Updated Sep 3, 2023 - Politics & Policy

West Virginia's foreign language cuts could be a "blueprint" for higher ed attacks

Illustration of a hand flicking the tilde accent mark off of a letter "n".

Illustration: Aïda Amer/Axios

The news that West Virginia University (WVU) may ax its entire world languages program sent humanities scholars and others into a tailspin — so much so that the university backpedaled a bit late Tuesday.

  • The concern is less for what the plan says about the ongoing decline of language education than for how it might imperil socioeconomic opportunity for students in the poor, rural state — and for what it may portend for humanities education more broadly.

Why it matters: Yes, you can learn bits and pieces of a foreign language on a smartphone app. But scholars call WVU's decision a dangerous inflection point — one with political overtones that may augur more cuts throughout higher education.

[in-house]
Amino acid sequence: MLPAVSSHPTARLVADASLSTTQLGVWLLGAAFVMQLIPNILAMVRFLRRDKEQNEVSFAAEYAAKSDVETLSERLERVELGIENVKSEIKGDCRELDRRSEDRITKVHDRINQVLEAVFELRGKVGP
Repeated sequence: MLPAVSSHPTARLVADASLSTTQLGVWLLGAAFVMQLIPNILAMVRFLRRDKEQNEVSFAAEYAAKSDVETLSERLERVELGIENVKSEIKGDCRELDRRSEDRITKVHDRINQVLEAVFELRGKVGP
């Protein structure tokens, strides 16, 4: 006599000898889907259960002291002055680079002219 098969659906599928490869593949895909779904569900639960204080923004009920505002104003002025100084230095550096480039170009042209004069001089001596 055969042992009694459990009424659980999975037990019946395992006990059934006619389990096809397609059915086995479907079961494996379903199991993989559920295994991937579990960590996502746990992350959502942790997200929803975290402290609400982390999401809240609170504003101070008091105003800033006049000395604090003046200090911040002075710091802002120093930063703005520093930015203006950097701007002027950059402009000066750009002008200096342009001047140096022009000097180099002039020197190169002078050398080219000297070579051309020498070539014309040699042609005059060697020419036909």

• "It's a story about state higher education thinking that public school students don't deserve or need a liberal arts education," Paula M. Krebs, executive director of the Modern Language Association, tells Axios.
  • "They start here in a state with weak institutions and weak governance and no oversight on university administration, and it's easy to push this kind of thing through," adds Jonah Katz, associate professor of linguistics at WVU.
  • "But once these people have laid their blueprint for how to basically dismantle a large research university ... maybe the next target will be something not quite so soft."

Driving the news: West Virginia University announced Aug. 11 it would eliminate 9% of the majors offered at its main Morgantown campus (32 of the total 338), dissolve the Department of World Languages, Literatures and Linguistics, and fire 7% of its faculty members (169 people) — all for financial reasons.